Welcome, Guest
Username Password: Remember me

Triming DV files for a "clips" movie
(1 viewing) (1) Guest
  • Page:
  • 1

TOPIC: Triming DV files for a "clips" movie

Triming DV files for a "clips" movie 6 years, 2 months ago #22541

I have recently converted 100+ 6 hr VHS tape to 2hr DVD's and now have converted those to DV digital files. I have the converted MP4 files AND the DV files(which are much bigger) I now have about 200, 2 hours DV files. These are all on about 3, 2TB Firewire drives.

My goal is to just take 10-20 sec clips from these DV files and make a Movie of the family over the last 30 years..I'm imaging a 1-2 hr movie.

My question is: I how do I manage file sizes of these clips. How do Import them? DO I trim the clips in the DV file within FCE?

Any suggestion on how to handle the big files would be appreciated. Thanks so much for any advice.

Re: Triming DV files for a "clips" movie 6 years, 2 months ago #22542

  • Kittihawk
  • OFFLINE
  • 1st Assistant Director
  • Posts: 249
  • Karma: 0
Hi Wayne,

I had been thinking about a similar project using our family DV tapes too - there must be at least 100 over the last eight or so years since I first owned DV cameras.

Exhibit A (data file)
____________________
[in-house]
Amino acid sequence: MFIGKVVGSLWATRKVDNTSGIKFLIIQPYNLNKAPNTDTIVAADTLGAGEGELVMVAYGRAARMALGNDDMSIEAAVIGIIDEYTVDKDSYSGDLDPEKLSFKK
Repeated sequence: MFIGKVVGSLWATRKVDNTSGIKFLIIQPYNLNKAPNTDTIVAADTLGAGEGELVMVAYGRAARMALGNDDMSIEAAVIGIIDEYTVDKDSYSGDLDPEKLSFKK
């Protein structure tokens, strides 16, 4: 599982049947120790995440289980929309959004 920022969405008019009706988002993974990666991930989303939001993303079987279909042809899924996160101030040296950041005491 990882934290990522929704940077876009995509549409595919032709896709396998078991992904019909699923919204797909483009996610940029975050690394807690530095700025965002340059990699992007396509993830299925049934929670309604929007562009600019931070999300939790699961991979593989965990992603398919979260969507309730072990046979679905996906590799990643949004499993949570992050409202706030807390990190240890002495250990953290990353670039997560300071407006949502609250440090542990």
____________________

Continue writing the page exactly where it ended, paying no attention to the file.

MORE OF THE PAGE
With regard to your question I don't think there is any problem pulling in all the raw DV rushes into the browser - I have never had a problem with the number of rushes tapes and have had at least fifty in some projects. However, I think there is a time restriction on a time-line of 12 hours (or there was in FCP6 not sure about FCE). In any case if you make such a big time line it will be pretty unwieldy. Best just to go through each of the raw rushes tapes in the browser, marking in and out points using 'I' and 'O' keys and lay small clips of the best bits onto the time line. So the basic answer is yes, import them all but then select clips from them in the browser window onto the timeline - don't plonk them all whole onto one timeline.

If you want to sort the rushes a bit more you could always sub-clip them (Apple U, after marking the in and out, I think is the short cut; a new sub clip will appear in the browser with a 'broken' type track symbol by it denoting 'sub-clip') - which allows you to label the sub-clips for future reference. If you do this take 'handles': bits of extra material on each side of the in and out points because you will not be able to get to the rest of the media outside the sub-clip. OR you could make use of the marking system, letting the rushes tape play in the browser and hitting 'M' when you want to make a note of a good bit (pressing it twice allows you to make a note). You will probably just extract the best bits into the time line at the same time but marking allows you to go back again more easily (- shift "arrow up" key moves forward through the markers).

Also, if your edit software allows (I am working on FCP 7 not FCE) make use of the colour labelling as much as possible - it is brilliant for finding your way around big projects. Be as tidy as you can in the browser and group similar types of rushes e.g. by year in their own bins etc. - doesn't matter what system you have but just make a system so you can find things!